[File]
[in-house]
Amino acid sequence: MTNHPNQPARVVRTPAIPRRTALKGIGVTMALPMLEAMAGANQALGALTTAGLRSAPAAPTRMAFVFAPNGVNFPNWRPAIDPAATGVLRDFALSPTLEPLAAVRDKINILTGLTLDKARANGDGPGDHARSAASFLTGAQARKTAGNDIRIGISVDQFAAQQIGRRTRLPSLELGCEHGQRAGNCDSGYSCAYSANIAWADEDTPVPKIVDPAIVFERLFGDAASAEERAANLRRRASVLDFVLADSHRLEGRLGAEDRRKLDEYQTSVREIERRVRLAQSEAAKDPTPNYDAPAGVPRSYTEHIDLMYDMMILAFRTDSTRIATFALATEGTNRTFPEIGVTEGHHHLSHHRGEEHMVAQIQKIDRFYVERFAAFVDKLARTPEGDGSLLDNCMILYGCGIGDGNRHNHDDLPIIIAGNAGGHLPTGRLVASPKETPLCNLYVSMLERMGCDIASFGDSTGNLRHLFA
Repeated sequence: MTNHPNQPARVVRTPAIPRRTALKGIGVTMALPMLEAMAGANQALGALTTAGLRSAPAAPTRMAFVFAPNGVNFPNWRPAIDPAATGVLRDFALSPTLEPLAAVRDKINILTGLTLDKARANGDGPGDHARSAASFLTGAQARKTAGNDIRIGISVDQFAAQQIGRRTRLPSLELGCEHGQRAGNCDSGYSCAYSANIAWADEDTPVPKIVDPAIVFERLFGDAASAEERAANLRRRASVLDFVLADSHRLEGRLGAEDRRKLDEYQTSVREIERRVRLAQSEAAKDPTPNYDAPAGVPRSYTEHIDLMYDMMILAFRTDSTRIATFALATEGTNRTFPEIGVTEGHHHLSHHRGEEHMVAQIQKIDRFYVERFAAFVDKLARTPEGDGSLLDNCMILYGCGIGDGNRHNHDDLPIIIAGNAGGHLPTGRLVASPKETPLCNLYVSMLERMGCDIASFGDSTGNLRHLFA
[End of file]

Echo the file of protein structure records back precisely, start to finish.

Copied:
[in-house]
Amino acid sequence: MTNHPNQPARVVRTPAIPRRTALKGIGVTMALPMLEAMAGANQALGALTTAGLRSAPAAPTRMAFVFAPNGVNFPNWRPAIDPAATGVLRDFALSPTLEPLAAVRDKINILTGLTLDKARANGDGPGDHARSAASFLTGAQARKTAGNDIRIGISVDQFAAQQIGRRTRLPSLELGCEHGQRAGNCDSGYSCAYSANIAWADEDTPVPKIVDPAIVFERLFGDAASAEERAANLRRRASVLDFVLADSHRLEGRLGAEDRRKLDEYQTSVREIERRVRLAQSEAAKDPTPNYDAPAGVPRSYTEHIDLMYDMMILAFRTDSTRIATFALATEGTNRTFPEIGVTEGHHHLSHHRGEEHMVAQIQKIDRFYVERFAAFVDKLARTPEGDGSLLDNCMILYGCGIGDGNRHNHDDLPIIIAGNAGGHLPTGRLVASPKETPLCNLYVSMLERMGCDIASFGDSTGNLRHLFA
Repeated sequence: MTNHPNQPARVVRTPAIPRRTALKGIGVTMALPMLEAMAGANQALGALTTAGLRSAPAAPTRMAFVFAPNGVNFPNWRPAIDPAATGVLRDFALSPTLEPLAAVRDKINILTGLTLDKARANGDGPGDHARSAASFLTGAQARKTAGNDIRIGISVDQFAAQQIGRRTRLPSLELGCEHGQRAGNCDSGYSCAYSANIAWADEDTPVPKIVDPAIVFERLFGDAASAEERAANLRRRASVLDFVLADSHRLEGRLGAEDRRKLDEYQTSVREIERRVRLAQSEAAKDPTPNYDAPAGVPRSYTEHIDLMYDMMILAFRTDSTRIATFALATEGTNRTFPEIGVTEGHHHLSHHRGEEHMVAQIQKIDRFYVERFAAFVDKLARTPEGDGSLLDNCMILYGCGIGDGNRHNHDDLPIIIAGNAGGHLPTGRLVASPKETPLCNLYVSMLERMGCDIASFGDSTGNLRHLFA